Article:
One of my childhood memories involves my father taking me to Hyde Park Corner to listen to speakers on a Sunday afternoon. Some were notable characters, like Lord Soper, who were well known and admired. However there were always those who preached the message of Doom: the apocalyptic end of the world and Day of Judgement that would follow. As a child I was not quite ready to meet my doom and thankfully managed to take it all with a pinch of salt. However, readers should beware; the Day of Judgement really is very close indeed; it is the best example of a medieval wall painting depicting the Last Judgement in Wales and it can be seen in the parish church of St Giles, Wrexham!
The Wrexham example dates from the early sixteenth century and is consistent with others found across Britain. Doom paintings are nearly always shown above the arch separating the nave from the holy space of the chancel. Where they can be found they are invariably the largest single painting in the church.
The guidebook for the Church of St Giles is helpful in pinpointing the Biblical text that seems to have inflicted such fear upon medieval people. It is Matthew 25, verses 31-35 and 41:
When the Son of Man comes in His glory and all the angels with him, then he will sit on the throne of his glory. All the nations will be gathered before him, and he will separate people one from another as a shepherd separates the sheep from the goats, and he will put the sheep at His right hand and the goats at the left. Then the king will say to those at His right hand ‘Come, you that are blessed by the Father, inherit the kingdom prepared for you from the foundation of the world’; then He will say to those at His left hand, ‘You that are accused, depart from me into the eternal fire prepared for the devil and his angels.’
The painting itself shows the figure of Christ at the centre. Unfortunately the top part of the painting, including the head of Christ, has been erased. The figure is flanked on his left by what are believed to be two kings and a bishop, wrapped in shrouds and arising from their coffins to present themselves to Christ in Majesty. It is a clear statement that even those at the top of the feudal order were considered to be subject to His Lordship. Flanking Christ on His right side are the figures of the Virgin Mary and St John who are believed to be interceding on behalf of the penitent.
Further down, on part of the right side of Christ where the painting is badly faded, it is said that the figure of St Peter is receiving a group of figures (including kings, queens, bishops, monks and laity) into the gates of Heaven. Meanwhile to the lower left side of Christ figures are being consumed in the flames of hell.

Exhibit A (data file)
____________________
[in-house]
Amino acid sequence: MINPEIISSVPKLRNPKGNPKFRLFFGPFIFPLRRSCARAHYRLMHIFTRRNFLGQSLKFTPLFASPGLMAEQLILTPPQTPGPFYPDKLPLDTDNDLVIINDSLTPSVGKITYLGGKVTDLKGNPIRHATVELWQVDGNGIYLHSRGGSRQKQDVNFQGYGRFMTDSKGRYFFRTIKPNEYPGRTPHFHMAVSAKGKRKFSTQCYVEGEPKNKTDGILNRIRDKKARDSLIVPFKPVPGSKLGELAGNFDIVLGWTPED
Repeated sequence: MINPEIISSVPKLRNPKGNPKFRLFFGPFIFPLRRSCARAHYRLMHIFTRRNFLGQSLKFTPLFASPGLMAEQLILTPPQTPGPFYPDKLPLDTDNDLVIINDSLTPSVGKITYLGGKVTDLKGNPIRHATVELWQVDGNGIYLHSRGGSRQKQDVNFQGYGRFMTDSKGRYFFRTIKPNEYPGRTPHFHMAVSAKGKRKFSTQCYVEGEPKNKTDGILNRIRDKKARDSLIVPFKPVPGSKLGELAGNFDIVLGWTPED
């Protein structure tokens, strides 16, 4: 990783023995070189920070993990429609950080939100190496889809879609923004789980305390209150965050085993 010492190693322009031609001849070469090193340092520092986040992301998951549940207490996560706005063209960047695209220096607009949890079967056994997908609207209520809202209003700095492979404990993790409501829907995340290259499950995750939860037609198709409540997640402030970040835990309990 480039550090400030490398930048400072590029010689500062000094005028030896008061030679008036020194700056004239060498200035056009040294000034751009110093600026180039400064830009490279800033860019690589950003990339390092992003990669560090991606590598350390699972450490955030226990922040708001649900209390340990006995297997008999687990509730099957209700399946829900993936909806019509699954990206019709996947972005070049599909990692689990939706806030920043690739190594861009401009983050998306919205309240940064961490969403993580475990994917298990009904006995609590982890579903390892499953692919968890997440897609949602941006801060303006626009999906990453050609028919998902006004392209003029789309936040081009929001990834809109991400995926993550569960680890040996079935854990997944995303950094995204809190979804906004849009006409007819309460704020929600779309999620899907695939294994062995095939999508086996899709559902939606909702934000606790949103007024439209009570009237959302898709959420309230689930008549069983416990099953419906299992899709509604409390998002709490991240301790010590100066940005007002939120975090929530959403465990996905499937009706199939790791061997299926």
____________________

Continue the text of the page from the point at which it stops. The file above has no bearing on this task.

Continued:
The painting is a reminder of the inevitability of death, regardless of wealth or status and of the need to lead a good life in fear of the Day of Judgement. In some cases, although this is not evident at St Giles, the Doom picture either contains an image of St Michael, weighing souls with scales, or else the image is somewhere close.
The key question is: did an earlier building of Hope Parish Church ever have a Doom Picture on an archway between the nave and the chancel? We will probably never know what colourful images lay beneath the whitewash in Hope Parish Church or in earlier parts of the church which have now disappeared. However, Hope Church does have at least one reminder of the inevitability of Doom.
The Eternal Truth of the medieval Doom picture has been captured in a few words of Latin which a stone mason, either because of instruction or of his own volition, chiselled onto a stone which is now in the external wall of the Church. The words ‘MORS OMINBUS COMMUNIS’ (Death is Common to All) are to be seen on one of the stones which is embedded in the section of wall connecting the main part of the church to the tower. The tower is believed to have been constructed around 1500 and we can only assume that the connecting section of wall dates from that time as well. The stone may have had an earlier location and the inscription would therefore date from an earlier period. Unfortunately, being on an external wall, it now shows signs of considerable wear and is barely discernible. It is, nevertheless, an interesting piece of evidence from a period in which the church played a key role in reminding folk of the inevitability of their own mortality regardless of their status.
The views expressed in this article are those of the author and do not reflect the policy of Flintshire County Council. Readers are welcome to contact the author with any news or views on the local heritage at DHealey204@aol.com or by telephoning 01978 761 523.